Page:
Chapter 17–Comfort Is on the Horizon

Rainbow-in-stormAnd so it begins:  the beginning of the end of the beginning.

November 11, 2014

You will recall that we had made the decision to call in hospice, and it was confirmed while Roger was getting fluids at a local hospital. As I struggled in the waiting room with all of the thoughts and emotions, good friend Lisa Martin said, “Glenda, this is so hard.  But you know you are going to make this decision sooner or later.  It’s going to happen.”

I remember that the nurse had a hard time sticking Roger to get a vein for the fluids. Three times and no success.  They called in another nurse, and they finally got it.  She said if they were going to do more long term fluids they would have to put in a port.  I told her that hospice was now involved, and I didn’t know how they handled outpatient fluids.  She said, “It depends.  They might want to do more…maybe not.”

We got home and Harbor Hospice called and got information from me. They would call again to set up an appointment to evaluate him and get things going. I had so many questions going through my mind. Will they stop all medicines? Will Roger understand what was going on?

Roger’s sister Elaine called and planned to come that Sunday. Eva, his other sister in South Carolina was planning on coming, too, but wasn’t sure because her husband Billy was running a fever.

November 12, 2014

Lisa Martin and her husband left. Before she did she showed me her choice of Roger’s books.  I had told her to look through his stuff and pick something out. It was a thin New Testament.  She had remembered him using one down south. I teared up and cried…not because she was taking it, but because I knew there would be many other things that we would eventually go through, and I would find a piece of Roger with it.  In the back of this Bible were 5 names of those he had led to the Lord when we first moved here.

My dear friend Kathleen and her friend George had volunteered to help me in any way, and so I decided to take them up on their kind offer. They would come and stay with Roger while I got my hair done. Of course, the usual panic set in when I left Roger with someone else. I wanted him to be pottied and emptied while I was away; my worry was unfounded. They brought us lunch and then I left. It all worked out, and I had a nice break.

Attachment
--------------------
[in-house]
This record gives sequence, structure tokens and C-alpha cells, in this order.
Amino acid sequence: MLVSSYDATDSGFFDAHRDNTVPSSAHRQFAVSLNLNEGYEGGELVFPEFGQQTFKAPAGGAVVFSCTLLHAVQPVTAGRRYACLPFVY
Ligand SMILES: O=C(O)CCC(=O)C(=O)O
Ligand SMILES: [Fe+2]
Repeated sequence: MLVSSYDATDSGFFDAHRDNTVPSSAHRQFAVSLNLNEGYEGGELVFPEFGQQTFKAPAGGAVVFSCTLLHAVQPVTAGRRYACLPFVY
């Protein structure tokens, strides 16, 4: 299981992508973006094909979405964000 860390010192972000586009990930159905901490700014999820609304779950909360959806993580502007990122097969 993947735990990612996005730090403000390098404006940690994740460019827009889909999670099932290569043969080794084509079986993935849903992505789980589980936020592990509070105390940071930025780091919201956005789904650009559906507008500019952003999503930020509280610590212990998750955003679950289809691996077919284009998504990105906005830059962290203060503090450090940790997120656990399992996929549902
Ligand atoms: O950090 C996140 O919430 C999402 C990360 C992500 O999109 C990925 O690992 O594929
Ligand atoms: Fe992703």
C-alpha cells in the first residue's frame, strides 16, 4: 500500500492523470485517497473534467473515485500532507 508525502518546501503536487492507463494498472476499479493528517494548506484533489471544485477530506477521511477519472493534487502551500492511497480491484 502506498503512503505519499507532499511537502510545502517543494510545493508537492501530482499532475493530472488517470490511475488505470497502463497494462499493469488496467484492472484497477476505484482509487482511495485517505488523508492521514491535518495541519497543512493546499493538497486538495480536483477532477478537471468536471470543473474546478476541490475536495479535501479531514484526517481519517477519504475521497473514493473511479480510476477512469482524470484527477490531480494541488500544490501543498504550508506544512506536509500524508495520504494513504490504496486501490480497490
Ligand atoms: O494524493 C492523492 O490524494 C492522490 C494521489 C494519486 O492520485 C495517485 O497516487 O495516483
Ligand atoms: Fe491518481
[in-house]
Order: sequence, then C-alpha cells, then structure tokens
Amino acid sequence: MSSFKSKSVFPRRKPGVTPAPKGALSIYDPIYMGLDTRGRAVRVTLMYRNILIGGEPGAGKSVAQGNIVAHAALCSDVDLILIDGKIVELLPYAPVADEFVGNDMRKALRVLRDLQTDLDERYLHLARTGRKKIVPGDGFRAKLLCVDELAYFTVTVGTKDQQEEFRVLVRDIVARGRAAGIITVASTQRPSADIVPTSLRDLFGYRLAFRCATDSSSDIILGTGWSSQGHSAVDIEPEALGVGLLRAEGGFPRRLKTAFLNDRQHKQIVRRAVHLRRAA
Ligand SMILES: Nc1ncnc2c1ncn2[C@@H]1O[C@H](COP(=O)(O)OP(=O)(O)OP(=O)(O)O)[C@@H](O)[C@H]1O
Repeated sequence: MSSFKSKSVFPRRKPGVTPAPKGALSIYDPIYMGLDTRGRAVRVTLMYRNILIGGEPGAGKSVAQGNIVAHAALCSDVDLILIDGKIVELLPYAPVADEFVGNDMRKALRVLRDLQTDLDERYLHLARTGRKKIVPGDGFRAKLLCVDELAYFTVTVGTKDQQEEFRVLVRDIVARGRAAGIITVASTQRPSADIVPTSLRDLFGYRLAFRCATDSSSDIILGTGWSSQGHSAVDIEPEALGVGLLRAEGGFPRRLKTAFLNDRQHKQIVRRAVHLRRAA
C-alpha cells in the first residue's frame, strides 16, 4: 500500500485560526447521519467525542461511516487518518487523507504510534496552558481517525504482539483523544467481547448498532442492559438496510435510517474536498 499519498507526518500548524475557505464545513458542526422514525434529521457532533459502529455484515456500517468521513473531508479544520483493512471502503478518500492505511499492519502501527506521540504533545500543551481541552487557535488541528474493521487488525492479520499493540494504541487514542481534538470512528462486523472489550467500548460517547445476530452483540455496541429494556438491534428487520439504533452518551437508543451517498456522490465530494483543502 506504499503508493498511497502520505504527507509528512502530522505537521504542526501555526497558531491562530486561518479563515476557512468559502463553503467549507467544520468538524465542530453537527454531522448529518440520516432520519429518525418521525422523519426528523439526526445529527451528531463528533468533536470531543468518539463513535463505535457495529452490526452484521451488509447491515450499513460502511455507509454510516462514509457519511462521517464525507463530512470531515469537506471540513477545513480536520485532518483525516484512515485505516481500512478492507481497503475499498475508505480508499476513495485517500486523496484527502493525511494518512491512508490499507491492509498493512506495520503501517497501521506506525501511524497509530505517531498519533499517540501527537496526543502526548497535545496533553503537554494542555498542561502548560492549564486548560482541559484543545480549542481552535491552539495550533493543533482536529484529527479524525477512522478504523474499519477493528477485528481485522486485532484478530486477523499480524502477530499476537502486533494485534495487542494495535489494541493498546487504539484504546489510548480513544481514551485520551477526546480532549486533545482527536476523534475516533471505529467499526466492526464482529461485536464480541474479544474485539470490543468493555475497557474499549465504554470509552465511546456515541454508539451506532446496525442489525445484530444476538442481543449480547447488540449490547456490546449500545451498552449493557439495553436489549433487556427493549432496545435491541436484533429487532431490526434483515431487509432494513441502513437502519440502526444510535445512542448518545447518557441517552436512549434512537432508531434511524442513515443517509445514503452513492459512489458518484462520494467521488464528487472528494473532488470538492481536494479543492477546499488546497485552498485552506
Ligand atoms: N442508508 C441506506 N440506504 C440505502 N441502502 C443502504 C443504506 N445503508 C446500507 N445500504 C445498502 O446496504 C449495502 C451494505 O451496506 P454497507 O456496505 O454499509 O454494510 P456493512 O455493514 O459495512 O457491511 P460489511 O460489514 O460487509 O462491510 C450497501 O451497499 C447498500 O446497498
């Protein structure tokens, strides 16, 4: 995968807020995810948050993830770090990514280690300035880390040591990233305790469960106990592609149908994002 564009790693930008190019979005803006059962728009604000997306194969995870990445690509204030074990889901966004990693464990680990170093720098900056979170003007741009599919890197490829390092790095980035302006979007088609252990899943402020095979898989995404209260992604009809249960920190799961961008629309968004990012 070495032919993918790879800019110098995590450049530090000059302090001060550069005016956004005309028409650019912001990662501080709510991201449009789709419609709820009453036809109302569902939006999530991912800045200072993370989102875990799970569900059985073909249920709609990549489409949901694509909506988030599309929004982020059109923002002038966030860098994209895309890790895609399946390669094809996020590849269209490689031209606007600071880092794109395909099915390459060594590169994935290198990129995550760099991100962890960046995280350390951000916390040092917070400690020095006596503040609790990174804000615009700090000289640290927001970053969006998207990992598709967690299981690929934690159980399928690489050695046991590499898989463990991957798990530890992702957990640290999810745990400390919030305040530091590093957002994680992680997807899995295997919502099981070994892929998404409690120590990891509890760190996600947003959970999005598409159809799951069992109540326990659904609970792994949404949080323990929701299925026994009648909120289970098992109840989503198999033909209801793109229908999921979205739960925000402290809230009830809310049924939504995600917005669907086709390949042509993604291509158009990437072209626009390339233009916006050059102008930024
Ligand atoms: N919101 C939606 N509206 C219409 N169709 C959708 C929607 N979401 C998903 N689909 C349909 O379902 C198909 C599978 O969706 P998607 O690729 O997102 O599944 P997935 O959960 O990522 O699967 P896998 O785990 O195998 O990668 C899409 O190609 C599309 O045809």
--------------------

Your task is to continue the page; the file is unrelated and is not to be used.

Roger and I just kind of sat and did nothing the rest of the day; however, I dumped his bag on the floor just like he did one other night.  I just let it slip, and whoosh–it was everywhere. That taught me a lesson about not jumping to conclusions about Roger’s mishap. [We all jump to conclusions, don’t we? We hear just one side of a story and immediately think the worse and champion one side over the other.] He hadn’t intentionally missed the toilet the other night–it was indeed an accident.  If he could have one, I could, too.  So, I got that cleaned up.  Blech

Wetting the bed became routine, and as I have gone through my notes recently, I noticed that this was a frequent occurrence. I had put Depends on him and after I started to use those protective pads, the task of stripping the bed was lessened.
Hospice called and made an appointment for Thursday, November 13, 2014. They asked if I was sure we wanted to do this, and I answered, “Yes, and you can bring the nurse for the evaluation.” I felt we were at the point of no return.

I told Roger that we were going to start hospice and asked if he knew what it was. He said “Yes.”

I explained, “The treatment just isn’t working, and hospice will help us at the end so things could be easier.” My eyes moisten as I type this. With his mental state it was hard to know what he comprehended. I was telling him those words mainly for me, I guess.

November 13, 2014

I sent an email to family and friends to explain what the hospice intake was.

Kids, family and friends,

This is a real jumbled up summary of what the hospice meeting was today. I guess of greatest importance is that Roger agreed to it, and I think understood what was happening. He was pretty clear of not wanting CPR when asked. He understood the DNR orders. He asked that I sign the papers in his stead.  When asked what his goals were through this he replied haltingly, “I want to see this through.  I want to go through.”  Or something like that. I was afraid that he was going to say he wanted to fight this.  

Anyway, Adam, the front person was very clear with everything hospice was and wasn’t.

It is NOT 24/7 care.

It IS helping you live out your life with as much comfort and dignity as possible.

They don’t hasten death, and they don’t cure illnesses.  They let nature (God) take its course. 

Adam answered most of my general questions with his introduction. The intake nurse answered a lot of “medical” questions.  We will have the same primary care nurse (Beth), same CNA, same social worker, same chaplain, if desired through to the end.

They left a lot of information that I can’t begin to share because I haven’t read it yet, but it looks so good. 

I kept looking at Roger throughout everything.  Sometimes he was with it….sometimes not. I just felt so bad at times, thinking he thought I was going to put him in a home. I said again to him that his brain cancer has gotten to a point where it is not responding to treatment, and we had called hospice to help us be comfortable at the end. 

Some of my questions:

  • He has a primary care doctor’s appointment on Friday. Should he keep it? Do I keep any doctor’s appointments?